WASHINGTON – As the crowd rose against the backdrop of the Lincoln Memorial on Friday, activists spoke of a moment of the generation.
The Commitment March in Support of Racial Justice amid national protests against police brutality was itself an echo of an earlier generation's struggle for equality.
Fifty-seven years after Dr. Martin Luther King Jr. had told more than 200,000 viewers in the same room where America's promise of equality under the law was hollow for black Americans, thousands of people gathered to protest the persistent lack of justice in the United States.
"When the architects of our republic wrote the great words of the Constitution and the Declaration of Independence, they signed a promissory note to which every American should become an heir," said Dr. King 1963. "It is evident today that America has defaulted this promissory note in relation to its citizens of color."
Little had changed for many who gathered in Washington on Friday. Given the urgency of the moment, many participants, some of whom had traveled from far-flung parts of the country, said their presence was not only aimed at expressing their own support for change, but also inspiring another generation: their children.
"When I was her age, I took part in a march for fair and equal living. To see us march so many decades later, it's solemn and, to say the least, daunting."
Erica Carrington with her husband Antoine and their daughter Antoinette
"You keep telling me how sad it is that black parents & # 39; the conversation & # 39; with our children, how to explain when a cop stops you, don't reach for the glove box, don't talk back, the conversation, ”said Rev. Al Sharpton in a speech at the event on Friday. "Well, we've had that conversation for decades."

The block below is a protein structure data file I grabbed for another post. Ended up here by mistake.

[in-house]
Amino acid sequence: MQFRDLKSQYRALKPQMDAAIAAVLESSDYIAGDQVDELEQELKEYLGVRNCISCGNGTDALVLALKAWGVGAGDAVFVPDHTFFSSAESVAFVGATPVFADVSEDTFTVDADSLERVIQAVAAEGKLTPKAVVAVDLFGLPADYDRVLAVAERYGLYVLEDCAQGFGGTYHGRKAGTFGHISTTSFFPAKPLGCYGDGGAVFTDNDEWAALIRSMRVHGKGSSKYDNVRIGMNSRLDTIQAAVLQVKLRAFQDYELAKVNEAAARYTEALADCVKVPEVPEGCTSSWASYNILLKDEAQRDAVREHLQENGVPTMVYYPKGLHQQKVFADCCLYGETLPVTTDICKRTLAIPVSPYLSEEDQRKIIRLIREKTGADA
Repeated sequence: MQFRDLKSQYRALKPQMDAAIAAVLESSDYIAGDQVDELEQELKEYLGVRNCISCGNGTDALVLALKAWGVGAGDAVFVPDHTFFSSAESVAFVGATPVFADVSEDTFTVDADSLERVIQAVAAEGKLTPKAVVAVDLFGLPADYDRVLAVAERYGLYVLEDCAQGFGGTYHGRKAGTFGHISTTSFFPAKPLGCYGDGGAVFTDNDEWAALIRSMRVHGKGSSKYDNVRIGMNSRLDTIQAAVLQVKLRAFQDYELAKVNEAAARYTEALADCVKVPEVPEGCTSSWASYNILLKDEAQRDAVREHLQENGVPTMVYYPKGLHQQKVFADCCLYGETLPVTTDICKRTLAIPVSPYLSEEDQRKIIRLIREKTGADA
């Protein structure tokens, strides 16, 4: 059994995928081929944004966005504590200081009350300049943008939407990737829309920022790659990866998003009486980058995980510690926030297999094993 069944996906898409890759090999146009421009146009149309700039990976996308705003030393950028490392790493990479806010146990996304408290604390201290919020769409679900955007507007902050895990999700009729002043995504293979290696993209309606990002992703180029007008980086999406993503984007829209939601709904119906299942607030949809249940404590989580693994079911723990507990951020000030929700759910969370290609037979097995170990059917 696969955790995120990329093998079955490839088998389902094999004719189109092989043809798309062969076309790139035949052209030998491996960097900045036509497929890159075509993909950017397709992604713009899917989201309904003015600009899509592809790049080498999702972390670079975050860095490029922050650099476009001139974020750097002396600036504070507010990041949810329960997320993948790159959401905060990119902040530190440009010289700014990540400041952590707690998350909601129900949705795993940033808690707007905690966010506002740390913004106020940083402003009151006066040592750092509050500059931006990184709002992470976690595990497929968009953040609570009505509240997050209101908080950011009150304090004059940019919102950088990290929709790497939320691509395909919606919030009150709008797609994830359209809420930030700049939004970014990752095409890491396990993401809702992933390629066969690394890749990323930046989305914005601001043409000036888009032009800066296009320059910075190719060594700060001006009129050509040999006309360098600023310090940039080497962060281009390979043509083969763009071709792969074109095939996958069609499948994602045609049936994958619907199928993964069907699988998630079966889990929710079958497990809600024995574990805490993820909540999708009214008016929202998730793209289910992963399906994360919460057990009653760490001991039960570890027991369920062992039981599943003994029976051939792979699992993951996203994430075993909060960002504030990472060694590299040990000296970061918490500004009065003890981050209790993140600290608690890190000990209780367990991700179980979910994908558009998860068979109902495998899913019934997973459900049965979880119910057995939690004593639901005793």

"It's time we talked to America," he said.
"Through this experience, I just want them to know how important it is to stand up for what's right. I want them to really know the importance of voting. I raise two black boys and I want my children live in a better America. "
Stephanie Watkins, center right, with her family
Although part of the march was dedicated to George Floyd, who was 46 when he was killed by police in Minneapolis in May, many participants also spoke of younger victims of the recent violence, such as Breonna Taylor and Ahmaud Arbery, who were then in their twenties were you were killed this year.
Some said they feared for their children's future.
“We see a lot of violence and hatred on TV, but there are a lot of people who have love and want peace. So we're fighting for it here. "
Anna Brown with her husband Dimitrius and daughters Favianna and Aracely
"I think it's important that young colored people know they stand on the shoulders of giants. This land was built on the blood of our ancestors. It's a constant battle, and the day you stop fighting is." the day democracy dies. "
Latasha Edwards, left, with her son Chase and mother Glenda